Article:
According to new research, which is examining the unknown environmental cost of using raw materials, a staggering 20% of the world’s resources that are extracted for use end up as waste.
A study from the Organisation for Economic Co-operation & Development (OECD) has discovered that we extract 62 billion tonnes of resources such as minerals, wood, metals, fossil fuels and biomass fuels every single year, which works out as an average of 10 tonnes for every living person on earth.
The OECD report Sustainable Materials Management explains the benefits of applying a lifecycle approach to resource use, so that we are able to see the true extent of embodied carbon and water attached to products, services and consumer goods.
Some of the key findings showed that some products were more damaging to the environment that the actual packaging. For example the production of milk produces 5 times more CO2 than the actual packaging which means that wasting milk is more damaging to the environment than purchasing smaller containers.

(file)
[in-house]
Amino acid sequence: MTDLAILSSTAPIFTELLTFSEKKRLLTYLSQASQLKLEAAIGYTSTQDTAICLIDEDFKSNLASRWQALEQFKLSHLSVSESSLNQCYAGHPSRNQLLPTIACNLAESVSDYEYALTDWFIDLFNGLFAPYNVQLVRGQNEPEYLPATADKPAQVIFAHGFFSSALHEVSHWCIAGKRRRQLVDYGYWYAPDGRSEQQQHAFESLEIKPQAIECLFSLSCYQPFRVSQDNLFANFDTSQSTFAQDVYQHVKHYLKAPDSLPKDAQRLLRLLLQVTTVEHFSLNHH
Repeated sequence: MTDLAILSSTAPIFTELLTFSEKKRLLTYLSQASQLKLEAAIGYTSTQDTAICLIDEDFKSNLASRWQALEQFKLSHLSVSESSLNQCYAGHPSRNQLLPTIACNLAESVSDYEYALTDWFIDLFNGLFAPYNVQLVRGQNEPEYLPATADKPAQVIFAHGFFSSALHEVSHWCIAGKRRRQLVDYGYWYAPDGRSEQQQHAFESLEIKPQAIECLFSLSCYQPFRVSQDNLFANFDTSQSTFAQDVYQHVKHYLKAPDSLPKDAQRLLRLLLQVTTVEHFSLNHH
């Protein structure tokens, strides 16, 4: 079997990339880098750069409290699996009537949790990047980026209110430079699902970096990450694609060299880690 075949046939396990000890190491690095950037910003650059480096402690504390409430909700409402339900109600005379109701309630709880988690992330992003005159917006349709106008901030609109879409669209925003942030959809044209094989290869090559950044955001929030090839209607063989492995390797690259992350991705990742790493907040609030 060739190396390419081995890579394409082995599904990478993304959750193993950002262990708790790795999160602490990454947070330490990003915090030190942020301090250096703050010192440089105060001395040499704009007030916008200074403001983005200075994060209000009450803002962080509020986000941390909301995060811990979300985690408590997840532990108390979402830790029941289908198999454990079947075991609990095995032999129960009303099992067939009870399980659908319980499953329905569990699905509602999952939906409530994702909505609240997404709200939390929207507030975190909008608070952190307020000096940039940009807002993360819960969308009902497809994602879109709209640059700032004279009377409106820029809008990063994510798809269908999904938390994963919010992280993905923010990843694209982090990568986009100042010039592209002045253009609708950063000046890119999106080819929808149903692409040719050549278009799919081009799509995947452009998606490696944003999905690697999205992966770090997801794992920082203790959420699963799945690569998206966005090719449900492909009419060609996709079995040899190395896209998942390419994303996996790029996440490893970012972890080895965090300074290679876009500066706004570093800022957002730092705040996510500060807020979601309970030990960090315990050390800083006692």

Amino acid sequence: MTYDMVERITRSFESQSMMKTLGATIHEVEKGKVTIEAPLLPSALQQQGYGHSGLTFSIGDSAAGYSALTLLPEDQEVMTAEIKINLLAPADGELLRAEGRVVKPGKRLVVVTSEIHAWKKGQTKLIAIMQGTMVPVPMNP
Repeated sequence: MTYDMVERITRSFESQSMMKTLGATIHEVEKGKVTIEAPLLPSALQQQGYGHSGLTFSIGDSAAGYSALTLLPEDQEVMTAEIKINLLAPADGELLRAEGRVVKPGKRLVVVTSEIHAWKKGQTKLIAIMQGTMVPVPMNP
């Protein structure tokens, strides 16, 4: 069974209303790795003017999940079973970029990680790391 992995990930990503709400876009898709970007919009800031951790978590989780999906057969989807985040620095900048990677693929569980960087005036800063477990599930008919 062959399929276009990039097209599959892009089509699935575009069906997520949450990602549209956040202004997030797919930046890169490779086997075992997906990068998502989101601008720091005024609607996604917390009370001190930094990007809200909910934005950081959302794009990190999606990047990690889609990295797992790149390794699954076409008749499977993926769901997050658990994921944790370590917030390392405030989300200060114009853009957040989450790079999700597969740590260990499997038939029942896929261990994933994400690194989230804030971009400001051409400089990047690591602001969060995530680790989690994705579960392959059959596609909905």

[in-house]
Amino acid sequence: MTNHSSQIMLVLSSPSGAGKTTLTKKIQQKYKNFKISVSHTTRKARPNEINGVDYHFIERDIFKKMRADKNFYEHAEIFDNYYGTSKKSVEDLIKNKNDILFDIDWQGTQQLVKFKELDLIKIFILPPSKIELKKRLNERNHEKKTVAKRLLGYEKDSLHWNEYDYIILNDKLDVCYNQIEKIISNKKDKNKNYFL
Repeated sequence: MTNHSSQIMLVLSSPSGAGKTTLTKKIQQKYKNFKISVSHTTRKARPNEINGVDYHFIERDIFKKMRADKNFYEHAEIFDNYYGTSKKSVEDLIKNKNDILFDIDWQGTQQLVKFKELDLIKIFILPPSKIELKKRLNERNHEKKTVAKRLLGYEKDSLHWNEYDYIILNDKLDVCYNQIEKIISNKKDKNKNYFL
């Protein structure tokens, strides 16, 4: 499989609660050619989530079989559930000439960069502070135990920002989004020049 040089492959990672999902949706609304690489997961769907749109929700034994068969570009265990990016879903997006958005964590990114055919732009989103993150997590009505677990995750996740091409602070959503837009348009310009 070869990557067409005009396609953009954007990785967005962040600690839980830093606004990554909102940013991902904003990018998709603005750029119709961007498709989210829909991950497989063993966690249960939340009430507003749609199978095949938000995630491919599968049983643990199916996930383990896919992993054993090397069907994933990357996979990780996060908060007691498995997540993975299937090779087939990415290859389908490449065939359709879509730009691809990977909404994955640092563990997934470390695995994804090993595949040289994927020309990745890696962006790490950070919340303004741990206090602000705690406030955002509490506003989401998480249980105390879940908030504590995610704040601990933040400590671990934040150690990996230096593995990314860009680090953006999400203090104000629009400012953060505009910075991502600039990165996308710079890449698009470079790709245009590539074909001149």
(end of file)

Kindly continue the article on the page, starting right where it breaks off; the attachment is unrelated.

Although nobody likes to throw away things that still work, advances in technology have made it so that the updating of old appliances is more environmentally friendly as the older appliances are less resource efficient. For example modern washing machines can use 50% less energy and water than washing machines from 10 years ago.
The authors of the report have made several recommendations to further separate economic growth from environmental degradation. One of the biggest obstacles needed to be overcome is that material flows involve many stakeholders throughout the supply chain and often over wide geographic areas. It would need multiple Governments to work closely with industry and other key parties to encourage cooperation, innovation and cost savings.
Consumers also have a large part to play by making more informed choices. These include reducing the use of unnecessary materials, reusing and recycling, and taking advantage of advances in technology to purchase resource efficient appliances.
The findings of the study will go to the European Resource Efficiency Platform, an EC initiative that provides guidance to the European Commission on the transition to a more resource-efficient economy.
Recipro sourced this article from Edie